Uber Technologies Inc. is the latest company to face allegations of workplace sexual discrimination and harassment based on its treatment of female employees. Now a target of an Equal Employment Opportunity Commission (EEOC) investigation, the ridesharing company must defend allegations that it systematically paid its female employees less than its male employees and discriminated against women in its hiring processes.
Federal law protects workers from gender-based discrimination. Title VII of the Civil Rights Act of 1964 prohibits sex discrimination and sexual harassment in the workplace. One of the many protections resulting from the passage of the Act was a woman’s right to fair and equal treatment in the workplace.
Employers may not discriminate against an employee on the basis of their gender, including pregnancy, childbirth or related conditions.
Different Types of Discrimination
Sex discrimination can take many forms and is often seen in the disparate treatment of women with respect to the hiring process, including interviewing, starting salaries and pay structures, career advancements and promotions, firing and layoffs, and the types of job responsibilities assigned to an employee. Any time an employer is found to treat an employee or job applicant differently because of their gender, there may be a basis for accusations of gender discrimination in the workplace.
Pregnancy discrimination is one type of sex discrimination prohibited under Title VII. The New Jersey Law Against Discrimination (NJLAD) also prohibits pregnancy discrimination. An employer may not make assumptions that a pregnant woman will not return to work, or seek promotions after having a child, or will only work part-time after childbirth. If a female employee is temporarily unable to work due to pregnancy or childbirth, they must be treated the same as other employees who also are temporarily unable to work for other reasons.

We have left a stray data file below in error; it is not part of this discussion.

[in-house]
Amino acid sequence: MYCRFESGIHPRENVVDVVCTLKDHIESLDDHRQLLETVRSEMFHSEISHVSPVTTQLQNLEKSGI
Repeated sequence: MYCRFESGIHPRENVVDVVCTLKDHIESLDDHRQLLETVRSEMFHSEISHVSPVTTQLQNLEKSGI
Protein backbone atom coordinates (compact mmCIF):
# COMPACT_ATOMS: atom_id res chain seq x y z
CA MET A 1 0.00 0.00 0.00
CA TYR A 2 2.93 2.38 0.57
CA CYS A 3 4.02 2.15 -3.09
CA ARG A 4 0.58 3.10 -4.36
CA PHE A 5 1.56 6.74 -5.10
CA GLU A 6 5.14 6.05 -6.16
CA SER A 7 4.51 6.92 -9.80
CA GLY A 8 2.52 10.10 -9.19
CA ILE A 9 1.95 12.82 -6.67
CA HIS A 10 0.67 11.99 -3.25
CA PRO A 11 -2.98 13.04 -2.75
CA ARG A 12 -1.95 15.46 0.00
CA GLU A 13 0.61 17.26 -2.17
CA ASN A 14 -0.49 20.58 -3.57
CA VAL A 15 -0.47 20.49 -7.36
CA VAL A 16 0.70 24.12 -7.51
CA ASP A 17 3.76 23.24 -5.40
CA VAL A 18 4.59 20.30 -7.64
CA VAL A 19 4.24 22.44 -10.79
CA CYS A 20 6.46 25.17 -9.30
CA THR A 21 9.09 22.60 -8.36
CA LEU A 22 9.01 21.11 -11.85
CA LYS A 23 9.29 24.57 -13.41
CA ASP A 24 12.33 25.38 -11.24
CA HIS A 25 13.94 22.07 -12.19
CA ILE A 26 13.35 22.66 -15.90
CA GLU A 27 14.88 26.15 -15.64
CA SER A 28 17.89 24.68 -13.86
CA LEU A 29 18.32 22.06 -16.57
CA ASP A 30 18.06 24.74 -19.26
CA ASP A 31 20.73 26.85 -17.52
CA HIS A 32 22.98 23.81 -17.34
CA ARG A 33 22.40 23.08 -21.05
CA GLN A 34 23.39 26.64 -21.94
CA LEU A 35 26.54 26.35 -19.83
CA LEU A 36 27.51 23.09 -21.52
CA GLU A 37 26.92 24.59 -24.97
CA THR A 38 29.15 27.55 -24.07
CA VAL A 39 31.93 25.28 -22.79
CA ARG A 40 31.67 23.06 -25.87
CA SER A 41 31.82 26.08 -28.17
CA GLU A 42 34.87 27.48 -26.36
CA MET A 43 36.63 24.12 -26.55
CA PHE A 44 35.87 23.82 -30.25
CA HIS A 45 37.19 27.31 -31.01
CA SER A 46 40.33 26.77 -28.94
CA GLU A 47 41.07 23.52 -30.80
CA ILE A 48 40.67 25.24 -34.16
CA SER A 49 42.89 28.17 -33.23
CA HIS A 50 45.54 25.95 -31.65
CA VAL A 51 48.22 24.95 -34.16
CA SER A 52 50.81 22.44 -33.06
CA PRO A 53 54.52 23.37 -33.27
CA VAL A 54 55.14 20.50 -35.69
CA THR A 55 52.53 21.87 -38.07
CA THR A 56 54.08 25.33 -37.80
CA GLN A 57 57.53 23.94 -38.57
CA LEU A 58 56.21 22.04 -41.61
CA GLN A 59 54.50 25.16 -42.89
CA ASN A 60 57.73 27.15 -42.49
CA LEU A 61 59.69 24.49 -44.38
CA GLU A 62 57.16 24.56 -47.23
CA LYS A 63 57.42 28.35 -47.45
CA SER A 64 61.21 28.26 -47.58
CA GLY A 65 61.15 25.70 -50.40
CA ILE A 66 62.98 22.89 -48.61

Any harsher treatment for pregnant women, such as restricting the ability to use sick leave or requiring only pregnant women to get doctor’s notes for absences, would violate the anti-discrimination law.
The Uber Investigation and Troubles
As part of its federal investigation, the EEOC is examining employee complaints about gender inequity at Uber. The investigation, which began in August 2017, has focused on the hiring practices, disparity in male and female employees’ pay, and other gender related matters. Both current and former employees have been interviewed by EEOC investigators.
If Uber, as a matter of course, paid its female employees less than male employees and discriminated against females during the hiring process, they would be in violation of federal anti-discrimination laws. The EEOC has not commented on the ongoing investigation.
Uber also faced allegations of workplace discrimination and harassment in 2017, which, along with allegations of illegal spying on rival ride sharing companies, resulted in the replacement of Uber’s co-founder and chief executive office. Uber has faced criticism of its hostile work culture with respect to women.
The new head of Uber has publicly promised to reform the company under his leadership. Some of the recent changes at Uber include new company rules related to salary and equity, a new performance review procedure, and the implementation of employee diversity training.
Uber has indicated that it intends to make an initial public offering of its stock next year.
Middletown Employment Lawyers at McOmber McOmber & Luber, P.C. Help Employees and Employers with Sexual Discrimination Cases
If you are an employer or employee involved in a sex discrimination matter, an experienced Middletown employment lawyer at McOmber McOmber & Luber, P.C. is ready to assist you. Call our Red Bank office at 732-842-6500, our Marlton office at 856-985-9800, our Newark office at 973-878-9040, or contact us at 888-396-0736 or online for a free consultation. We represent clients throughout New Jersey.